At Hogwarts, Helena succeeded academically, but never reached the tremendous expectations founded by her brilliant mother. It was enough to break any teenage witch. Wishing to garner some of her mother's intelligence and power, Helena stole Rowena's Diadem and fled far from Hogwarts in 1001.

Rowena was hurt by the betrayal and for some time did not seek her daughter. Rowena suffered from severe depression and several years later, in 1007, became fatally ill. The cause of illness (and eventually death) was a strange heart condition – one even healers could not mend. In desperation to see Helena again, Rowena called on the Baron, knowing that his feelings for Helena had not abated. As expected, he eagerly agreed to search for her.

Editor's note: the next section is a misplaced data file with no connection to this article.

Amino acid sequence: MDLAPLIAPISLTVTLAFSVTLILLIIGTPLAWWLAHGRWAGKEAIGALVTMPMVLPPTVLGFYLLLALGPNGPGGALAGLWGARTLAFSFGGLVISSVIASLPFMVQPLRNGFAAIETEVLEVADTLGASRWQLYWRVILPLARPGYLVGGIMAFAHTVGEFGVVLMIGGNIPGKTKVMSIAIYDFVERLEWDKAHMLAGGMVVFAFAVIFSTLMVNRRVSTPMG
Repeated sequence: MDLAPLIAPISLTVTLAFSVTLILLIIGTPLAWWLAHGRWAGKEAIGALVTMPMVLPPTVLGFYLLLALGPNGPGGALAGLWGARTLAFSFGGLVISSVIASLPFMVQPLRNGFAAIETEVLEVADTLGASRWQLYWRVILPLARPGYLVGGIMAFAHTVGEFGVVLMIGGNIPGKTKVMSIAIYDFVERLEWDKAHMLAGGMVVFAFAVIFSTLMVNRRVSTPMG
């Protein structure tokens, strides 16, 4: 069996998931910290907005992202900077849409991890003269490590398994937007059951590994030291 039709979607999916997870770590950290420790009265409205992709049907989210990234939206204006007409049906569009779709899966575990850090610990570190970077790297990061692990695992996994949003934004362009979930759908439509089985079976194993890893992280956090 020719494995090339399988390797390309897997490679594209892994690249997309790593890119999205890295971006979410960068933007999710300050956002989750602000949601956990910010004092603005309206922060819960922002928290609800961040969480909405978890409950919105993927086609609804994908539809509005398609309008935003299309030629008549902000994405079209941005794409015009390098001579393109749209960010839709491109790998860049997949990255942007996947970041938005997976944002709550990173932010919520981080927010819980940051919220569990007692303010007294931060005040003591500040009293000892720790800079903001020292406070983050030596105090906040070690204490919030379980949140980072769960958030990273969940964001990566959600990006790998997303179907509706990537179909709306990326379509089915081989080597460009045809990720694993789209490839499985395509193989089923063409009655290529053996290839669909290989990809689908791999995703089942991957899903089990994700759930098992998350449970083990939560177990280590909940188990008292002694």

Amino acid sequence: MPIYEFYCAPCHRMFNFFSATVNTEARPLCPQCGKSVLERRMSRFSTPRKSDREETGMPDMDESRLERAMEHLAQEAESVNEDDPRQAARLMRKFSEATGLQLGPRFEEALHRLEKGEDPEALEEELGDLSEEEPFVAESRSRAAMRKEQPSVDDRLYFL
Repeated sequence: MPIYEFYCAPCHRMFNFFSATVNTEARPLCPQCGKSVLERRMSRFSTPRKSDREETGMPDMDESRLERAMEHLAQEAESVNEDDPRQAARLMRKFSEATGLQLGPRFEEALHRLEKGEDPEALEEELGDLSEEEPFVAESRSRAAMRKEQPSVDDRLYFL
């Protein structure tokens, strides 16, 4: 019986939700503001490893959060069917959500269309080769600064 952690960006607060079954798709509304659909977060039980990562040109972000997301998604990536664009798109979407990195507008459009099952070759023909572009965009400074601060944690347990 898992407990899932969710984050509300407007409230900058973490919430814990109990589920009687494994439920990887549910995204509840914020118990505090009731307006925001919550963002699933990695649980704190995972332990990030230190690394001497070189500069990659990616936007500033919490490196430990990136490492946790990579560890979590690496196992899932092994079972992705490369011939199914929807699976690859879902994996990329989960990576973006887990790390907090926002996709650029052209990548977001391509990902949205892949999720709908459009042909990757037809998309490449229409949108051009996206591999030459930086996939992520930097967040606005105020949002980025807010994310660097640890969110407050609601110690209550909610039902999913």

Later that year, the Baron found Helena in Albania. He attempted to persuade her to return with him, but even the knowledge of her mother's looming death could not convince her to leave. In a sudden rush of anger, the Baron stabbed Helena, killing her and covering himself in her blood. Realizing what he had done, he killed himself in bitter agony. The Baron returned to Hogwarts as a ghost, still covered in Helena Ravenclaw's blood. Hence, he became known as the Bloody Baron. To this day he roams the corridors of Hogwarts. Helena also returned to Hogwarts as a ghost. However, she pretends not to remember her former life, refusing to respond to the name Helena or Ravenclaw and claiming to never have seen any such diadem. She is known only as The Grey Lady.